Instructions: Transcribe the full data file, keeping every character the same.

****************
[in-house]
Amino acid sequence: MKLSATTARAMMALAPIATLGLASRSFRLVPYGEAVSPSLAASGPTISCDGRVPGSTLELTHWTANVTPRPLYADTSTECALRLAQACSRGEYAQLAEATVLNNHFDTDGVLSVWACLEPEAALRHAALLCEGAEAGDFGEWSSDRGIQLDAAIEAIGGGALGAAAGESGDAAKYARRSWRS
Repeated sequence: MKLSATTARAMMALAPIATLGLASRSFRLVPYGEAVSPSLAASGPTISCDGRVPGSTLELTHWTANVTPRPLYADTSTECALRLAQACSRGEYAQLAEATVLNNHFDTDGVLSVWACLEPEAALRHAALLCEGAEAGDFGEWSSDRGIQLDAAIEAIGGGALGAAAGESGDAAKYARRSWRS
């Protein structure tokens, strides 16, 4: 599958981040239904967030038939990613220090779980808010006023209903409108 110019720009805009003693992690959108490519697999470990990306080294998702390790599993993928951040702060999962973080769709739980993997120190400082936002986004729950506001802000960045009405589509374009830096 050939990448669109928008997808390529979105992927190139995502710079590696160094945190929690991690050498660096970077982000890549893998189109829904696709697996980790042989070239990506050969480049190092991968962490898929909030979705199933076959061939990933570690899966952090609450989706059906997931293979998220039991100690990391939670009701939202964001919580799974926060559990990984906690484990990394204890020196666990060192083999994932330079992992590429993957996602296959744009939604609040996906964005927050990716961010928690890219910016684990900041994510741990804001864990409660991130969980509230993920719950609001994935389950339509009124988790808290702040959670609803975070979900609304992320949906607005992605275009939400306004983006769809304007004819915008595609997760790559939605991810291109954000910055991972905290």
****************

[in-house]
Amino acid sequence: MKLSATTARAMMALAPIATLGLASRSFRLVPYGEAVSPSLAASGPTISCDGRVPGSTLELTHWTANVTPRPLYADTSTECALRLAQACSRGEYAQLAEATVLNNHFDTDGVLSVWACLEPEAALRHAALLCEGAEAGDFGEWSSDRGIQLDAAIEAIGGGALGAAAGESGDAAKYARRSWRS
Repeated sequence: MKLSATTARAMMALAPIATLGLASRSFRLVPYGEAVSPSLAASGPTISCDGRVPGSTLELTHWTANVTPRPLYADTSTECALRLAQACSRGEYAQLAEATVLNNHFDTDGVLSVWACLEPEAALRHAALLCEGAEAGDFGEWSSDRGIQLDAAIEAIGGGALGAAAGESGDAAKYARRSWRS
């Protein structure tokens, strides 16, 4: 599958981040239904967030038939990613220090779980808010006023209903409108 110019720009805009003693992690959108490519697999470990990306080294998702390790599993993928951040702060999962973080769709739980993997120190400082936002986004729950506001802000960045009405589509374009830096 050939990448669109928008997808390529979105992927190139995502710079590696160094945190929690991690050498660096970077982000890549893998189109829904696709697996980790042989070239990506050969480049190092991968962490898929909030979705199933076959061939990933570690899966952090609450989706059906997931293979998220039991100690990391939670009701939202964001919580799974926060559990990984906690484990990394204890020196666990060192083999994932330079992992590429993957996602296959744009939604609040996906964005927050990716961010928690890219910016684990900041994510741990804001864990409660991130969980509230993920719950609001994935389950339509009124988790808290702040959670609803975070979900609304992320949906607005992605275009939400306004983006769809304007004819915008595609997760790559939605991810291109954000910055991972905290």